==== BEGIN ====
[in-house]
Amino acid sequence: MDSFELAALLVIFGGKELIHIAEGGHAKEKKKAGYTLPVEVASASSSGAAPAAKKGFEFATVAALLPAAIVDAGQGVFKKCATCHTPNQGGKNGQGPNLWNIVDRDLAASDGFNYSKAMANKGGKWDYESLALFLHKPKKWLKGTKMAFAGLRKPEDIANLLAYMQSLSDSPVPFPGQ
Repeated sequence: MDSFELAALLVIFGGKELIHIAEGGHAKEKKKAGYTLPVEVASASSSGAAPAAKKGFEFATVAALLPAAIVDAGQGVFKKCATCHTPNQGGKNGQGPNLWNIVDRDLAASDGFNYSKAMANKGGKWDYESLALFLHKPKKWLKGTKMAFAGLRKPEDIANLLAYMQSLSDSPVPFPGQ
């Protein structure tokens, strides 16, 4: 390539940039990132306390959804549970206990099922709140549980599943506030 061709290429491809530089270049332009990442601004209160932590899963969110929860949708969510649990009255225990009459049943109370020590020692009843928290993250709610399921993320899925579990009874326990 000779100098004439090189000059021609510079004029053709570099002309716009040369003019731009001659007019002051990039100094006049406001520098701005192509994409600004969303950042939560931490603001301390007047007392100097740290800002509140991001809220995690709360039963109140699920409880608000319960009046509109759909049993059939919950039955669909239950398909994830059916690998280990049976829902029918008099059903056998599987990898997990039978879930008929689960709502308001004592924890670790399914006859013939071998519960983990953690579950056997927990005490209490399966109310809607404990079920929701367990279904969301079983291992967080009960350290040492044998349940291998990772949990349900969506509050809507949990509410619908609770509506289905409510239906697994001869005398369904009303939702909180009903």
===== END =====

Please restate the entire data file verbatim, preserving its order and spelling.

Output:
[in-house]
Amino acid sequence: MDSFELAALLVIFGGKELIHIAEGGHAKEKKKAGYTLPVEVASASSSGAAPAAKKGFEFATVAALLPAAIVDAGQGVFKKCATCHTPNQGGKNGQGPNLWNIVDRDLAASDGFNYSKAMANKGGKWDYESLALFLHKPKKWLKGTKMAFAGLRKPEDIANLLAYMQSLSDSPVPFPGQ
Repeated sequence: MDSFELAALLVIFGGKELIHIAEGGHAKEKKKAGYTLPVEVASASSSGAAPAAKKGFEFATVAALLPAAIVDAGQGVFKKCATCHTPNQGGKNGQGPNLWNIVDRDLAASDGFNYSKAMANKGGKWDYESLALFLHKPKKWLKGTKMAFAGLRKPEDIANLLAYMQSLSDSPVPFPGQ
């Protein structure tokens, strides 16, 4: 390539940039990132306390959804549970206990099922709140549980599943506030 061709290429491809530089270049332009990442601004209160932590899963969110929860949708969510649990009255225990009459049943109370020590020692009843928290993250709610399921993320899925579990009874326990 000779100098004439090189000059021609510079004029053709570099002309716009040369003019731009001659007019002051990039100094006049406001520098701005192509994409600004969303950042939560931490603001301390007047007392100097740290800002509140991001809220995690709360039963109140699920409880608000319960009046509109759909049993059939919950039955669909239950398909994830059916690998280990049976829902029918008099059903056998599987990898997990039978879930008929689960709502308001004592924890670790399914006859013939071998519960983990953690579950056997927990005490209490399966109310809607404990079920929701367990279904969301079983291992967080009960350290040492044998349940291998990772949990349900969506509050809507949990509410619908609770509506289905409510239906697994001869005398369904009303939702909180009903």